Two large mirrors hang on opposite sides of the room. These mirrors were useful in a time before CCTV cameras; from his position at the head of the table, Chung could look at the mirror on the right to see who was coming into the front door, or look at the mirror on his left to see who was climbing up or down the stairs.Continue to 7 of 12 below.
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"English" and "Chinese" Rooms in the Peranakan Mansion
As Kapitan Cina, Chung did business with every community in Penang and Perak - and someone with Chung's means did everything they could to make their guests feel at home.
The two rooms flanking the dining hall in the previous page are decorated in radically different styles, appropriate for the cultures that Chung was accustomed to dealing with. The "English" room carries European-style furniture and decorations, including Victorian cabinets and fine bone chinaware. British colonial administrators like William Pickering and Sir Andrew Clarke would be brought to this room for after-dinner discussions.
The opposite room is decorated in a more traditional Chinese style (above), with furniture inlaid with mother-of-pearl and blue Chinese vases.Continue to 8 of 12 below.
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The Peranakan Mansion's Second-Storey Private Quarters
The rooms on the upper floors served as the personal living quarters for Chung and his household. Up here, you'll find a series of portraits depicting Chung, his wife, and his own parents in traditional Chinese outfits customary of mandarins of the second rank.
This rank was given to Chung (and retroactively provided to his immediate ancestors) by the Manchu Emperors, in recognition of his contributions to Imperial causes in China and Vietnam.Continue to 9 of 12 below.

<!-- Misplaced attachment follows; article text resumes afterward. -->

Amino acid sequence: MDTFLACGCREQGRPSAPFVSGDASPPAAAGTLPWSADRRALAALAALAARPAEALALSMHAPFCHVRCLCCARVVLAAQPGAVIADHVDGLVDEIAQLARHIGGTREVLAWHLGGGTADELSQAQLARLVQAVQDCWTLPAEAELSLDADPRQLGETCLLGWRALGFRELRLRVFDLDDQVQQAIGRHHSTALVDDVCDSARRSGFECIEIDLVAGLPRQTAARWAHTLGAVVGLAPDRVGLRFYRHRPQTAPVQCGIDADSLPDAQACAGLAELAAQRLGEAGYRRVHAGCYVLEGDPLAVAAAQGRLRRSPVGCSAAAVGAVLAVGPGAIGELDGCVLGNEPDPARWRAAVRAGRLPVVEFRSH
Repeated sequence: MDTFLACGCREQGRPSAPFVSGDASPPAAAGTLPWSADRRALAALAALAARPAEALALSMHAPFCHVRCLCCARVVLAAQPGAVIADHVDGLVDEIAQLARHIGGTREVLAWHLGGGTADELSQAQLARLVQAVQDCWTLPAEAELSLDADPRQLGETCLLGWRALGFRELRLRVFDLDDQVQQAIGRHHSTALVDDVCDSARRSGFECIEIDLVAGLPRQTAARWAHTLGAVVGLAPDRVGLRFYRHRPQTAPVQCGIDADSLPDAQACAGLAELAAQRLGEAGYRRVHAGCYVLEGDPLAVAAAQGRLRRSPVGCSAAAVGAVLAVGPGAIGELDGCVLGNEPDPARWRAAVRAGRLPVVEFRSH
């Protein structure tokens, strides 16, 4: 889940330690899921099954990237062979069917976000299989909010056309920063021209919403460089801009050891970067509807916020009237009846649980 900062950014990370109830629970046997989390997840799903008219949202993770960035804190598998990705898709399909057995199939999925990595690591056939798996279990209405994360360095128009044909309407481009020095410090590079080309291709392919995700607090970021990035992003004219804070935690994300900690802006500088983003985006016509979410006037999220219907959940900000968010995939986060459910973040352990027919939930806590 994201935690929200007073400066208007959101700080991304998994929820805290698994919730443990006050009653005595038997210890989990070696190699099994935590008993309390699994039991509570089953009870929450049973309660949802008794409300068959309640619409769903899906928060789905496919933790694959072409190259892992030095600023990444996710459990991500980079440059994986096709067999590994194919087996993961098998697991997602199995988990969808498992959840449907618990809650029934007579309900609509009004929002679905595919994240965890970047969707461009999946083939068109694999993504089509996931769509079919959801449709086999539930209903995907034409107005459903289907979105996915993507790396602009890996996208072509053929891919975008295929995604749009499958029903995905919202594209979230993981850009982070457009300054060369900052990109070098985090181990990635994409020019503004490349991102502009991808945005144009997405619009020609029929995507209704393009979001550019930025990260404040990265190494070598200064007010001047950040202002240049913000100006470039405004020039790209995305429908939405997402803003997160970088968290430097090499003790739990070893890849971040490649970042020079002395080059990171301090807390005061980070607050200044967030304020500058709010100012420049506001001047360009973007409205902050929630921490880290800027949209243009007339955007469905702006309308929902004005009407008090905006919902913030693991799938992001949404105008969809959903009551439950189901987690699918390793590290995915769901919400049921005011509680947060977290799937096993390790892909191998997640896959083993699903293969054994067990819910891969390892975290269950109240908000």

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The Peranakan Mansion's Bridal Suite
On the upper floor, visitors can see two different bedrooms - one furnished in a more traditional Peranakan fashion, and a "bridal suite" furnished according to early 20th century standards.
Traditional Peranakan ladies were expected to master three skills before being considered for marriage: embroidery, cooking, and making the traditional beaded slippers known as kasot manek (Wikipedia). Examples of Peranakan embroidery and kasot manek beadwork can be found in the traditional bedroom.Continue to 10 of 12 below.
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Bridal Gown on Display Upstairs
The bridal suite contains a bed laid out with a more modern wedding gown. As the 19th century made way for the 20th, Peranakan wedding mores changed - the elaborate wedding wear typical of traditional ceremonies transitioned to white wedding gowns and tuxedoes typical of English weddings. (The Peranakans happily adopted English fashions.)
None of the rooms in the Mansion have bathrooms attached; the masters and mistresses of the house did their business in chamberpots, which were then brought to the latrines by servants in the morning.Continue to 11 of 12 below.
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The Peranakan Mansion's Jewelry Museum
A building adjoining the Mansion has been extensively renovated to house Peter Soon's priceless collection of Peranakan jewelry.
The prosperous Peranakan have long held good jewelry in high esteem; the Jewellery Museum curates a massive collection of bracelets, earrings, tiaras, and the traditional brooches called kerosang that held together Peranakan kebaya (blouse tops).Continue to 12 of 12 below.
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The Chung Ancestral Temple Next to the Peranakan Mansion
A narrow passageway leads out from the Mansion to the next-door Chung Ancestral Temple, which still belongs to the Chung family. The temple was completed in 1899, and built to more traditional specifications by craftsmen brought over from China.
Four generations of Chung ancestors (beginning from Kapitan Chung himself) are honored in this temple; pictures of the Kapitan's descendants line the main altar. Unlike the Mansion, the ancestral temple follows the traditional Chinese playbook to the letter: gold-leaf-encrusted wooden panels, stucco sculptures depicting the Kapitan's favorite Chinese folk tales, and "door gods" guarding the streetside entrance.
Bat motifs grace the furniture in the ancestral temple; bats are auspicious in Chinese culture. Real-life bats can be seen roosting in the rafters.